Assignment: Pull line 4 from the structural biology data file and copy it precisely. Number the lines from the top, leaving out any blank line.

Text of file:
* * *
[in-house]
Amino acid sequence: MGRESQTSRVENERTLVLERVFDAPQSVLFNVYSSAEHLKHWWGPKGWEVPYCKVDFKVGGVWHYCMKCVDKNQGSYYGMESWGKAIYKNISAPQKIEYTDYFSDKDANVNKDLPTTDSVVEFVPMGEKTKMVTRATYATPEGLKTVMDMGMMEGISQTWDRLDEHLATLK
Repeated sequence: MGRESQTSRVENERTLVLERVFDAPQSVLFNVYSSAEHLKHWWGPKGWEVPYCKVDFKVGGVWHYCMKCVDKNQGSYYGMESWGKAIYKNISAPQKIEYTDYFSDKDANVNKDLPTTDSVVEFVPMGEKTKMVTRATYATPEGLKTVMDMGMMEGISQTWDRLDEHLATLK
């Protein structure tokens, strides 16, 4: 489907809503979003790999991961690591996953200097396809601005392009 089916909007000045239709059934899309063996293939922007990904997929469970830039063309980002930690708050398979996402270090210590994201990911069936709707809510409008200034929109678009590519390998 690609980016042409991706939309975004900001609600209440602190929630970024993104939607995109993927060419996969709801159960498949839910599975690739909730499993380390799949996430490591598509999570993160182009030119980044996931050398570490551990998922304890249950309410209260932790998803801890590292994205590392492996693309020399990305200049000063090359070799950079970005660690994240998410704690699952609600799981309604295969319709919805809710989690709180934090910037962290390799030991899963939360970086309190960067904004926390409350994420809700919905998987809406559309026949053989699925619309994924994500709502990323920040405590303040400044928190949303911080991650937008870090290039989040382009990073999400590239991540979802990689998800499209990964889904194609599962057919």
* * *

């Protein structure tokens, strides 16, 4: 489907809503979003790999991961690591996953200097396809601005392009 089916909007000045239709059934899309063996293939922007990904997929469970830039063309980002930690708050398979996402270090210590994201990911069936709707809510409008200034929109678009590519390998 690609980016042409991706939309975004900001609600209440602190929630970024993104939607995109993927060419996969709801159960498949839910599975690739909730499993380390799949996430490591598509999570993160182009030119980044996931050398570490551990998922304890249950309410209260932790998803801890590292994205590392492996693309020399990305200049000063090359070799950079970005660690994240998410704690699952609600799981309604295969319709919805809710989690709180934090910037962290390799030991899963939360970086309190960067904004926390409350994420809700919905998987809406559309026949053989699925619309994924994500709502990323920040405590303040400044928190949303911080991650937008870090290039989040382009990073999400590239991540979802990689998800499209990964889904194609599962057919």